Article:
12: Healing Broken Relationships – Thought Starters

[Thought questions for Reformation: Healing Broken Relationships September 18, 2013]

Image © Krieg Barrie from GoodSalt.com

Image © Krieg Barrie from GoodSalt.com

1. After the crash. Imagine that you’re a professional cake decorator and are just now putting the finishing touches on a cream-colored four-layer cake with an intricate pattern and pretty red roses made of icing when there’s a loud crash and wooden boards begin falling from the ceiling–one of them smashing across your lovely cake. It’s gone. Or is there a way to assemble the crumbs and the icing and put the cake together again? Wouldn’t it be lovely if all of our crashes could be smoothed over? Forgotten? How does God deal with the broken pieces after we make a foolish choice or speak words that should never have been said? What is God willing to do for us after the crash?

2. Fractures at church. When we first enter the story, Paul was older and more experienced than John Mark was. Can we blame him for dismissing John Mark and letting him go with Barnabas (Acts 15:39)? After all, wasn’t the Christian church in its infancy, just beginning to get its legs under it and move around the known world? Don’t we need to be careful about giving young men and women too much responsibility? Have you seen learned of bad consequences when the pastoral intern elopes with the pastor’s daughter? Or when a teen-ager helps himself to the car keys of the head elder’s Mercedes so he can pick up an elderly woman who needs a ride to church–and ends up in a crash? Children! Are our judgments of the erring ones in these examples similar to the judgment of God? How does God judge people who flat out make dumb mistakes? Could that include you?

3. Onesimus. We don’t have slavery any more, at least in “civilized” countries. So how can we apply the story of the runaway slave to our lives today? What did Paul believe was Onesimus’ greatest need? Philemon’s? How did Philemon respond to the situation? Imagine the conversation that took place when Philemon and his slave Onesimus were reunited.

4. Selfish. What’s wrong with being selfish? Is selfishness really the most destructive and deadly of all sins? Isn’t it a sign of self-preservation or self-esteem to put yourself first? If floods sweep away your house, should you stay in the house with your trapped and unconscious spouse or wiggle your way out of the situation? Which is selfish? Have you ever known a youngster who wouldn’t compete with anybody? Or one who had to be the first, the best, the loudest? Which of the two sets a better example? What is the biggest danger—thinking you’re the best? or thinking of yourself as worthless? Or does it depend? If so, on what?

5. Friction.  Start making a secret list of all the things about the church or family you belong to that irritate and annoy you. What about the comments of Sister A in Sabbath school class? The wrong notes Brother B plays when he does “special music” with an old clarinet? The lights in the hallway that burn out before anyone notices? The clatter of Sister So-and-So’s shoes and cane when she stumbles down the aisles at church? Have you ever had a brother or sister put a finger on your shoulder and begin lecturing you on some point? Or do you stay away from church because it’s just too much to endure? Too hot, too cold, too drafty, too loud, not loud enough, too much whispering, too much chatter? And that pastor…Well, what do you think of him? What do these types of friction do to a church of Christian believers?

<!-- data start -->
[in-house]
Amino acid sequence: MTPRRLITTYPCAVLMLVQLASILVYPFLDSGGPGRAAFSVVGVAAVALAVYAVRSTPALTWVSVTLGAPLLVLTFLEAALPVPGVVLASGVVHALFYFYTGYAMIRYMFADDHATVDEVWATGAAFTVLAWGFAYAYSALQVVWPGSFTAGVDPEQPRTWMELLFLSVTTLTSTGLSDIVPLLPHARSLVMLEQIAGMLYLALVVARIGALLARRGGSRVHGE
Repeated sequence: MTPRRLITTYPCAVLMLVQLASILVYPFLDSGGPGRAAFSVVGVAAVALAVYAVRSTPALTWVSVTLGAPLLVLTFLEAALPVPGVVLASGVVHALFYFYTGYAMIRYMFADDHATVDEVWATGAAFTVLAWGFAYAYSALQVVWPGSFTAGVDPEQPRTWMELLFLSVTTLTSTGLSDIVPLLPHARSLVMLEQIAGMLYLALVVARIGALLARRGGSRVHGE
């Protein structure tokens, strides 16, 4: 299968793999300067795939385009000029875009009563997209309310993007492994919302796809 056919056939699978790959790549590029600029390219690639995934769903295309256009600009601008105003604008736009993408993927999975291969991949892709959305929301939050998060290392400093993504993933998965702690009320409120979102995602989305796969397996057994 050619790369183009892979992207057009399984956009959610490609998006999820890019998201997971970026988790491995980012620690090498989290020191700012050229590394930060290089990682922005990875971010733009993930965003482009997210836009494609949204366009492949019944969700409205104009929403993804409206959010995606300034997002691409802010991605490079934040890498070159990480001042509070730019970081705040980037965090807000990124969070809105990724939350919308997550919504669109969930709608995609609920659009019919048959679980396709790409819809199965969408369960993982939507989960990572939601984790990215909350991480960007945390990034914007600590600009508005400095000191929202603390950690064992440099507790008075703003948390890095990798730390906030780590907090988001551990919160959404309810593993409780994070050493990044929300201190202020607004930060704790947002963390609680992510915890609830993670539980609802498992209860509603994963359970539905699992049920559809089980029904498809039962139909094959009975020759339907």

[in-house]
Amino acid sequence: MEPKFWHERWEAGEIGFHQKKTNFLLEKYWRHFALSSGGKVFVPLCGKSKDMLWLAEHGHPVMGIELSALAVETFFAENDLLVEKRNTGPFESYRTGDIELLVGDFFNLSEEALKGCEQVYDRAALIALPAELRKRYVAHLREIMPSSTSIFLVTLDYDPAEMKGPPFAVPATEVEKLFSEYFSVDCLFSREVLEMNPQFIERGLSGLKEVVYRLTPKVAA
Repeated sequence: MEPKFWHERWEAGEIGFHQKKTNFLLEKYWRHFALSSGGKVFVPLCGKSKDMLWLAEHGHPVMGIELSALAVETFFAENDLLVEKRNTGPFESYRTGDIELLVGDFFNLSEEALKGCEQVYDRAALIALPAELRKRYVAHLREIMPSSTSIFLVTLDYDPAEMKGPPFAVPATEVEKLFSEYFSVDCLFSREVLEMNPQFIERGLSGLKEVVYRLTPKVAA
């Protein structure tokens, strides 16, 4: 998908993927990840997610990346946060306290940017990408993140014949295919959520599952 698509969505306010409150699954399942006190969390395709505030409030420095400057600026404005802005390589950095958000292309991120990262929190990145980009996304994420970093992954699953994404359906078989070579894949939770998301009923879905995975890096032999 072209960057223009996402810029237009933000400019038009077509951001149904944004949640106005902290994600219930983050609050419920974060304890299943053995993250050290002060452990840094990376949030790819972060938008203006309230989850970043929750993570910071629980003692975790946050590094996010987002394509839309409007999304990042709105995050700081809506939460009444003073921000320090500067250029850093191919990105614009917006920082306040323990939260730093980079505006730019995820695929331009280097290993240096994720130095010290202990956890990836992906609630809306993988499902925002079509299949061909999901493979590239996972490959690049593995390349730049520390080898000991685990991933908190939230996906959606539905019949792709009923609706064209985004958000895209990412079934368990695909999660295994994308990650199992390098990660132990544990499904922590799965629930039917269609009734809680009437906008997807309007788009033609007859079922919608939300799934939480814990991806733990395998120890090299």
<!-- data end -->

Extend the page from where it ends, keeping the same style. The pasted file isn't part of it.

6. How about this? Do you believe this statement from the lesson guide? “We cannot receive the blessings of forgiveness until we confess our sins.” Should we set up a special room where people could come to church and confess their sins before they join us in prayer and worship to ask for forgiveness?

7. Go where first? Some people seem to have the power to remove the pastor or other members from positions of responsibility without breathing a word to the affected members or giving them a chance to reform. Is this acceptable? Have you ever known about wrongdoing by a church member and immediately carried the news to the pastor or the church board and never dreamed of talking to the offending member first? Have you ever introduced to a new pastor the “people to watch out for” in the church? How does Jesus tell us we should deal with discord in His church? (Matthew 18:15).



12: Healing Broken Relationships – Thought Starters — 2 Comments

  1. I am greatly blessed by today's discussion. Without forgiveness, none stands a chance to inherit the Kingdom of God. It is a core element that not only strengthens our relationship with God, but also makes us worthy of his promise. May the Holy Spirit convict our hearts to the extent that we will appreciate that forgiveness is a virtue

  2. I'm glad to see Matthew 18 discussed here with respect to our interpersonal relationships with other church members. So many people, including church leaders use this text to justify pointing out and "dealing with" sin in other people's lives. I really believe this is a misapplication of the text. "Sin against" me is not the same as someone living in sin, therefore the instruction given here does not apply to restoring the "erring one". See Galatians 6 instead.


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